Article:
EASY TART CHERRY FROSÉ
1/2 cup Montmorency tart cherry juice (unsweetened)/ 1/2 cup organic cane sugar/ 2 cups frozen Montmorency tart cherries/ 2 cups chilled rose wine (pick one that’s bold, so the flavor can stand up to the ice)/ Pinch of salt/ Ice cubes
- Bring cherry juice and sugar to a boil in a medium saucepan; cook, stirring constantly, until sugar dissolves, about 3 minutes. Remove from hit and pour into glass, refrigerate, to let cool. This can be done up to a week ahead of time;
- Just before serving, add 1/2 of your cherry simple syrup, frozen cherries, wine, and salt to blender. Puree until smooth. Add 1 cup crushed ice and purée until smooth. Assess consistency, adding 1 cup of ice and blending until smooth, until desired thickness is achieved. I like mine to be slushy rather than milkshake like；
- Assess sweetness. If you’d like it to be sweeter, add more cherry simple syrup and blend；
- Divide among glasses and serve immediately.
Montmorency tart or sour cherries (Prunus cerasus) are American fruit, grown on family farms in seven U.S. states: Michigan, Utah, Wisconsin, Washington, Oregon, Pennsylvania and New York.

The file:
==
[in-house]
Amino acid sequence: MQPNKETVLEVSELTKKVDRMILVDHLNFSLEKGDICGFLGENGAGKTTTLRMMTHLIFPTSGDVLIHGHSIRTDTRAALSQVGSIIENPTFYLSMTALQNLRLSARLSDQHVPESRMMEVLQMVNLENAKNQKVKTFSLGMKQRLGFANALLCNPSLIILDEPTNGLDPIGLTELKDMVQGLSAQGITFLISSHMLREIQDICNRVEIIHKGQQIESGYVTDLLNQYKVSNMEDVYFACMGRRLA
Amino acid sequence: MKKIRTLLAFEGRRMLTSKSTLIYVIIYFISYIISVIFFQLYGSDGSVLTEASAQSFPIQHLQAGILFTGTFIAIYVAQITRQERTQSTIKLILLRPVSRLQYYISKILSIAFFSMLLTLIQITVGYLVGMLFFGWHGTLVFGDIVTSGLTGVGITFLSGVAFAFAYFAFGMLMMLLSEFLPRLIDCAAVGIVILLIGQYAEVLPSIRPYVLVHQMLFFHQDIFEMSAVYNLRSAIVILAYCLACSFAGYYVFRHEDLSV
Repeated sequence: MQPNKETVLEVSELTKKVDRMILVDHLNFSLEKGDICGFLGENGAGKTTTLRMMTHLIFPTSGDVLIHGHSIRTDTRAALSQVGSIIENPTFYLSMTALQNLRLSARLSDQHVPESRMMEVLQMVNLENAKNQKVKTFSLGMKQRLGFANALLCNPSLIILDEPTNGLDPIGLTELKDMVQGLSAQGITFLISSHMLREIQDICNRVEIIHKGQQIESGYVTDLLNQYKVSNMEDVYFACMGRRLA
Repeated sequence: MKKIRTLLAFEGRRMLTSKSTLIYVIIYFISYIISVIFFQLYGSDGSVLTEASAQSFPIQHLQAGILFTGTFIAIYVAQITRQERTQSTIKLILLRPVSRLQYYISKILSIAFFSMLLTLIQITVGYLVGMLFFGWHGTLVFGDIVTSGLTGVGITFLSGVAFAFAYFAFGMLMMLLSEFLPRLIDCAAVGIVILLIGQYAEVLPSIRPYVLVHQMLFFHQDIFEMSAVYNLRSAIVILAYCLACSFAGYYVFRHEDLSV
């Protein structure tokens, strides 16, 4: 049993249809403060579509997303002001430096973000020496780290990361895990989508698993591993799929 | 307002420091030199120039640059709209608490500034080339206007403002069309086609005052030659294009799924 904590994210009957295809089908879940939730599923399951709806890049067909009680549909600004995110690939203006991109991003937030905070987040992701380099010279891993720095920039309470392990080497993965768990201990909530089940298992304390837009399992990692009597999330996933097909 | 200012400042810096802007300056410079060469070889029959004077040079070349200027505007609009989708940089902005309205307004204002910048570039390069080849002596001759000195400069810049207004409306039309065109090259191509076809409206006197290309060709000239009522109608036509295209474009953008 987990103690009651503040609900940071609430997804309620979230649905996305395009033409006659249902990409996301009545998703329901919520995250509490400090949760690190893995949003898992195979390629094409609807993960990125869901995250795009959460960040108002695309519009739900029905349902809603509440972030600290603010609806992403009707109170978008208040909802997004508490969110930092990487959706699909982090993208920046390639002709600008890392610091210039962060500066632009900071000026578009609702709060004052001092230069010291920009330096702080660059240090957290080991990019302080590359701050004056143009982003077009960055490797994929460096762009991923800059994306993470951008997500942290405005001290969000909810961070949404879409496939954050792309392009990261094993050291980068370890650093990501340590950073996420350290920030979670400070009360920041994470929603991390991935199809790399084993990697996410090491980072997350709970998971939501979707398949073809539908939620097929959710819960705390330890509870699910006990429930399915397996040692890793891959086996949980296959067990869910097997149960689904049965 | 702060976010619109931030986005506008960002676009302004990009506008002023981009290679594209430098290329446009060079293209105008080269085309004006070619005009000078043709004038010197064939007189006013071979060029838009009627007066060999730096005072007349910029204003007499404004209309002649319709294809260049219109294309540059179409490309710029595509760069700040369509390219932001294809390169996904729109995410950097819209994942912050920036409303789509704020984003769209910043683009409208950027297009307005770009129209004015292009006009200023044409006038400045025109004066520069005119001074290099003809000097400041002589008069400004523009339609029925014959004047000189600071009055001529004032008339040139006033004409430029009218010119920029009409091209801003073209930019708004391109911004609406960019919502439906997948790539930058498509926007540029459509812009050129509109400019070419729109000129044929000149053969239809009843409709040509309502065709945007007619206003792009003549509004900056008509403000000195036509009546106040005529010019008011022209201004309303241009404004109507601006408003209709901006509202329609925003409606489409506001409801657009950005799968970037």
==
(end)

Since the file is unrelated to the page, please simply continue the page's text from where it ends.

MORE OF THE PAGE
U.S. Montmorency tart cherries contain powerful antioxidants called anthocyanins – which provide their distinctive red color. Scientific studies suggest that these disease-fighting pigments possess antioxidant, anti-inflammatory, anti-aging and anti-carcinogenic properties. Research found that U.S. Montmorency tart cherries contain the highest concentrations of anthocyanin’s 1 and 2 which help block enzymes associated with inflammation. A number of studies have specially linked U.S. Montmorency tart cherry consumption to decrease inflammation-related conditions.
The distinctive taste and deep red color of Montmorency tart cherries are due to the concentration of anthyocyanins, a type of polyphenol in the flavonoids family. Nearly all of the health research on cherries has been conducted on the U.S. grown Montmorency variety vs. any other type of cherry. Studies on these homegrown superfruits have included research on arthritis and gout, exercise recovery, sleep, heart health and gut health.